Wednesday, October 29, 2008

Delta/Northwest Merger Gains Unconditional Antitrust Approval from Justice Department

This posting was written by Jeffrey May, Editor of CCH Trade Regulation Reporter.

The proposed merger of Delta Air Lines Inc. and Northwest Airlines Corporation will not be challenged by the Department of Justice Antitrust Division. The Justice Department concluded after a six-month investigation that the proposed transaction is not likely to substantially lessen competition.

In an October 29 statement, the Justice Department said that the combination of the nation’s third and fifth largest airlines is “likely to produce substantial and credible efficiencies that will benefit U.S. consumers.”

The Justice Department offered few specific reasons for its unconditional approval of the transaction. It did, however, point out that the carriers “currently compete with a number of other legacy and low cost airlines in the provision of scheduled air passenger service on the vast majority of nonstop and connecting routes where they compete with each other.”

The statement also noted that “the merger likely will result in efficiencies such as cost savings in airport operations, information technology, supply chain economics, and fleet optimization that will benefit consumers.”

“Premier Global Airline”

In April 2008, Delta and Northwest announced their plans to create America’s “premier global airline.” The combined company will operate under the Delta name and be headquartered in Atlanta. Stockholders of both companies overwhelmingly approved the pending merger back in September.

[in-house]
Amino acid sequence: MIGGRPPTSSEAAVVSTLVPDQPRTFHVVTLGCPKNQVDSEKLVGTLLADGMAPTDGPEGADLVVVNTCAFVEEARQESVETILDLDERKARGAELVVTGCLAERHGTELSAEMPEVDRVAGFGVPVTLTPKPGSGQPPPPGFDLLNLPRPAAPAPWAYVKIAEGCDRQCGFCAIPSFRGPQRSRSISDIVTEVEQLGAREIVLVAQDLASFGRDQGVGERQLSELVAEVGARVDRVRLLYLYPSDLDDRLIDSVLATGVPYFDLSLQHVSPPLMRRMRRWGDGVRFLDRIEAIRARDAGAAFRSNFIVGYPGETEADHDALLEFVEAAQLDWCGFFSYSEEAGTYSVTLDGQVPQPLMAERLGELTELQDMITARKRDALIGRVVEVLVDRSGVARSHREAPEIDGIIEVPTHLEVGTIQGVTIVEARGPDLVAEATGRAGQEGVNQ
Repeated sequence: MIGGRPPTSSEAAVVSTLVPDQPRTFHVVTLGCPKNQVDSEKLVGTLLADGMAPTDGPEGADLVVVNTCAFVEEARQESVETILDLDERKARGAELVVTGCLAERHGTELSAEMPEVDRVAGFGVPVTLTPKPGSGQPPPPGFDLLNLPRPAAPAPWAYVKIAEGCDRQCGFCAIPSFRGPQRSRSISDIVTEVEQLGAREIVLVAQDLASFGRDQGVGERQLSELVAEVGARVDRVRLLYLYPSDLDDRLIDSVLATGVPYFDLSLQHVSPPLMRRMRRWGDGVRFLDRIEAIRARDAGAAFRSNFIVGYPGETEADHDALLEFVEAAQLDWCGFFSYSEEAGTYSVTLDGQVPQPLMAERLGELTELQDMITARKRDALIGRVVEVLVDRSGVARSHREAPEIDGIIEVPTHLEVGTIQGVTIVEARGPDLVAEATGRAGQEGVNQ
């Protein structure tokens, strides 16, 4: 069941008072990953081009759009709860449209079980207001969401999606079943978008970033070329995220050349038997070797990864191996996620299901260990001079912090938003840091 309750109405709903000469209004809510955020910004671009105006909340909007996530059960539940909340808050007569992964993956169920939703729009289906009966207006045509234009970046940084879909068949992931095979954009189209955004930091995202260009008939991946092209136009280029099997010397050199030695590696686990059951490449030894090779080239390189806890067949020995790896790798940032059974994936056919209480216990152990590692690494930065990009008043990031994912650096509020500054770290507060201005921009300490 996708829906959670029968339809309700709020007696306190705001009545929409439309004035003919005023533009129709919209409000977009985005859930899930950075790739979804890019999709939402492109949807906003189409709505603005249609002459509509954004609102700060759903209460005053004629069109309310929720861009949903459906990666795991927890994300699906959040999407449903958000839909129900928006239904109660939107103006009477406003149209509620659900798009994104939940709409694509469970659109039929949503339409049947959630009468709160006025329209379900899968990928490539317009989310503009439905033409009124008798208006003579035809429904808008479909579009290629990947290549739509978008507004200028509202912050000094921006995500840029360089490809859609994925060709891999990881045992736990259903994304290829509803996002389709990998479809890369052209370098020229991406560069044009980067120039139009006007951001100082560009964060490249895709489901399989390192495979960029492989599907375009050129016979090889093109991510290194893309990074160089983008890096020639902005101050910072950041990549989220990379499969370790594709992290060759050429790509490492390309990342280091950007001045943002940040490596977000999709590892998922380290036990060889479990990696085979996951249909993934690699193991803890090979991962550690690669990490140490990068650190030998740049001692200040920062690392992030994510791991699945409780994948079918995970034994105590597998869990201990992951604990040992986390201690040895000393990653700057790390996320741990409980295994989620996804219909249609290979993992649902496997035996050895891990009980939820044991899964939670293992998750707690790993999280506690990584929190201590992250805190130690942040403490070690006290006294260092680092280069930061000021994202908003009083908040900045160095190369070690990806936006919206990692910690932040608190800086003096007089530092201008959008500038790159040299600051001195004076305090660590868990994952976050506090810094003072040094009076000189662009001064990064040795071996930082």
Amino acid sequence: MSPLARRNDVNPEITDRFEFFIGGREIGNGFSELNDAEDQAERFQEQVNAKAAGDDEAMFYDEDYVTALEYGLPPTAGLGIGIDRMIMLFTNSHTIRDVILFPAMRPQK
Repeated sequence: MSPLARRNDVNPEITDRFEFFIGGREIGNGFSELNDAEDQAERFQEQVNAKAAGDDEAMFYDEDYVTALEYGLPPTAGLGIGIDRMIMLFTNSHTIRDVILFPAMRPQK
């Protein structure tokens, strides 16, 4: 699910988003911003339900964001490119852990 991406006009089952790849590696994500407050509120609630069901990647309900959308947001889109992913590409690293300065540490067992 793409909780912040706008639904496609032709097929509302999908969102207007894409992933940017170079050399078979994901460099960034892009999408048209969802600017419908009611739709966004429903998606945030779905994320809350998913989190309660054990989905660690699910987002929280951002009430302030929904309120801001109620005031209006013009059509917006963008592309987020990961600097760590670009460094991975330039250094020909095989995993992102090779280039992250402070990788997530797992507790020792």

According to the Justice Department, Delta and its domestic regional affiliates offer service to more than 300 destinations in 58 countries, while Minneapolis-based Northwest serves 239 destinations in 21 countries in North America, Asia, and Europe.

Department of Justice Authority

Since deregulation of the airline industry in the late 1980s, the Justice Department has been responsible for reviewing the competitive aspects of airline mergers. The Department of Transportation still has the authority to consider the impact of the transaction on the public interest.

Congressional Response to Transaction

Congressional lawmakers had called on the Justice Department to take a close look at the merger. Both companies’ CEOs testified before Congress and cited the unprecedented rise in fuel costs and increased international competition as key factors behind their proposed merger.

In April, Delta CEO Richard H. Anderson told the House Judiciary Committee's antitrust task force that "oil is a game-changer.” Northwest CEO Douglas M. Steenland told lawmakers that a merged carrier would maintain all of Delta and Northwest's hubs and serve more domestic and international destinations than any other carrier, while also serving 140 small communities in the United States.

In June, Senator Herb Kohl (Wisconsin) sent a letter to Thomas Barnett, Assistant Attorney General in charge of the Antitrust Division, urging the Justice Department to “evaluate critically the airlines' claims to merger efficiencies” and to “consider the proposed Delta/Northwest merger in light of the many predictions of further consolidation in the airline industry.”

European Commission Approval

U.S. antitrust approval follows the approval of the European competition authority. The European Commission (EC) announced in August that it had cleared the Delta/Northwest transaction after concluding that it would not significantly impede effective competition in Europe. The EC found the companies' activities to be mainly complementary. The carriers offer competing direct flight services for only three transatlantic routes. At the time, Delta flew to 32 cities in the European Union (EU), and Northwest flew to 15 EU cities.

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